Archeoparc Villanders

The settlement history of Villanders - 6,000 years of history of an alpine settlement.

Immerse yourself in past worlds & follow in the footsteps of our ancestors.


Opening hours:

Beginning of June - end of September

Wed 17-19 h

Fri 20.30–22 h

Groups (10 persons or more) also outside opening hours, by appointment.


Entrance fees:

3,00 € adults

1,00 € children between 6 and 14 years of age

free admission for children under 6

2,00 € (per person) for groups with at least 10 persons



Impressions from the Archeoparc

Settlement history of Villanders:

The territory of Villandro extends from the heights of the alpine meadows to the bottom of the valley on the right hydrographical side of the Eisack river. The development alongside this territory touches various locations, whose use in the course of history had many different but also complementary features.

Encampments of Mesolithic hunters (8000 to 5500 AC) among others are testified in Seeberg on the shores of the” Black Lake” in an ambiance suitable to hunting of herbivorous; but traces of human presence referring to the same period of time are as well documented in the deepest layers of the Plunacker.

As it happened in other environments of the Eisack Valley , farmers and breeders started populating the regions located 800 m above sea level and more during a period prior to 5000 AC. Plunacker in this contest is one of the most important archaeological sites of the whole Alpine mountain range on one hand because of the high quality of archaeological remains (housing structures, finds of different types like, above all, ceramic and stone artefacts) and on the other because of the vastness of the village, which originally embraced a big part of this geographical terrace.

A testimony of Copper Age (3300-3300 AC) is given by the basis of a hut which in this form is a very rare example in the Alpine Area. Maybe the big standing stone, the so called Menhir of Villanders, erected near to the farmhouse “Moarhof” in Ums can be ascribed to the same lapse of time. This period is in fact typical for the phenomenon of Megalithism which evidences itself with big anthropomorphic standing stones and even big unengraved stones whose significance will have to be researched in the cults and creeds of that period.

During Bronze Age (aprox. 2200-1100 AC) Plunacker may have had primarily a meaning as settlement (however the traces are very scarce and problematic) but the votive pyres recovered and investigated at Seeberg, an the other side, have a clear cultural meaning. We assume that here in this ambiance of rare beauty and mystifying atmosphere, people of late Bronze Age (12th to 10th century AC) offered animals and gifts to the mountain deities.

Not far away, but at a lower altitude, near to the Knappenbach brook there was a spot where copper- bearing mineral was reduced; so probably the miners themselves were using the Seeberg cult places. A bronze axe found in the water of Tinne brook is also a testimony of late Bronze Age: everything confirms the fact, that it had been an oblation to water deities, as it often happened all over Europe during the same period of time.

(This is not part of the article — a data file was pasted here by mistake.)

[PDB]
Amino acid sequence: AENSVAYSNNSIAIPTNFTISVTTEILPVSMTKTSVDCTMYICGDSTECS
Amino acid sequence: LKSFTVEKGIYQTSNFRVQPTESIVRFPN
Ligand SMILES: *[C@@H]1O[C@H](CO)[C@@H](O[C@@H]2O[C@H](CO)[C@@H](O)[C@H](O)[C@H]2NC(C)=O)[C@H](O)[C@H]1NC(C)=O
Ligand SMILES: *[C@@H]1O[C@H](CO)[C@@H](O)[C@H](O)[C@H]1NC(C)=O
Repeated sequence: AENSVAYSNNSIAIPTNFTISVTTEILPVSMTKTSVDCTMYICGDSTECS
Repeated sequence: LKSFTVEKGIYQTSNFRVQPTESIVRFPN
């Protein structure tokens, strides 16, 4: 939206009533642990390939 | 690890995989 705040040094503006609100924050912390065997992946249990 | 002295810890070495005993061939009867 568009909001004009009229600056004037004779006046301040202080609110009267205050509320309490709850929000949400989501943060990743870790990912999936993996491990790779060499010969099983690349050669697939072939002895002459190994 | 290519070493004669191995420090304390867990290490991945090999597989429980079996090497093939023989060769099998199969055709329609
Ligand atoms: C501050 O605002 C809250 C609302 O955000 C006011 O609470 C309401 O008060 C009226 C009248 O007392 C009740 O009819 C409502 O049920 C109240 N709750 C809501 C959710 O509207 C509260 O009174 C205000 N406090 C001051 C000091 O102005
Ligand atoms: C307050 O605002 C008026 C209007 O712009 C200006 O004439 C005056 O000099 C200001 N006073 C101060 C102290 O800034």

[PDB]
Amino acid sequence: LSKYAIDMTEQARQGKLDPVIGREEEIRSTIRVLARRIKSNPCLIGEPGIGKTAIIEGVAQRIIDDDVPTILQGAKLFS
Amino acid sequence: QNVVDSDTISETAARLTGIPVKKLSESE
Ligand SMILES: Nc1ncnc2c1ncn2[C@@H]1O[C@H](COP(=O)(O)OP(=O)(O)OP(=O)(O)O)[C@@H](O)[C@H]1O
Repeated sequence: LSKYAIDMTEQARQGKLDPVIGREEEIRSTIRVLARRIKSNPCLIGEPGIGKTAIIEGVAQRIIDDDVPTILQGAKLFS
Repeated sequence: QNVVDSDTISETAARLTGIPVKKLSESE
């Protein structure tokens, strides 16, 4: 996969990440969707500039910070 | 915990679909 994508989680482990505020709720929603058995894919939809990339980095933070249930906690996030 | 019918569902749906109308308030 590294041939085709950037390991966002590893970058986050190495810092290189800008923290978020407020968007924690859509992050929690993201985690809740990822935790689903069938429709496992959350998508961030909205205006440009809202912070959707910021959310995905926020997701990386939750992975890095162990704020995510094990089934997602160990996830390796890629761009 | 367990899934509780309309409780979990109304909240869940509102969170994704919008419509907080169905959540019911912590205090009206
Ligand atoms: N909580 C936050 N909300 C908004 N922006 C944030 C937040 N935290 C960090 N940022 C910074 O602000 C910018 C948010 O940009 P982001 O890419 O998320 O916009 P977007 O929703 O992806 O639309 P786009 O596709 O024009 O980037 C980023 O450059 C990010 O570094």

Fewer evidences are given from the Iron Age; from this period only a sporadic presence could be proved. Maybe during the 1st millennium AC the right hydrographical side of the Eisack Valley was less attended than the left side, maybe also due to the net of paths and roads which was being developed on the valley side exposed to the east.

From the 2nd century AC on, Plunacker has been used and exploited in an agricultural and productive way by a romanized population. One sign is the construction of a big farmhouse bearing signs of a certain wealth (like parts in red marble originating from the Trentino region). This building had seen different periods of use and various restructurations: it was still in use at the beginning of 7th century AD. Between the 5th and the 7th century AD (most probably during the 6th) near to Saint Stephan church a small paleochristian church was built and used as a baptistery.

From this time on, the archaeological events blend with the history of the birth and development of the village of Villanders, whose fortunes are strictly colligated to the history of the mine of Pfunderer Berg – Monte Fondoli, mentioned for the first time in 1140.

Known finds from the Plunacker:

Bone Comb

(Late Antiquity – early middle Ages: 4th to 6th century AD)

Ceramic Vase with impressed decorations

(Neolithic, first half of 5th millennium AC)

Ceramic kiln.

Roman Age (1st-2nd century AD)

Ceramic globe shaped Olla

(Roman/late Roman age)

Bronze “bird” brooch

(late Roman age)


(roman/late Roman age)

Fire-brick from the furnace baking plan

(Roman age)

Iron ladle

(Roman age)

Decorated red gloss terra sigillata plate

(Roman age)

Location of the Archeoparc Villanders

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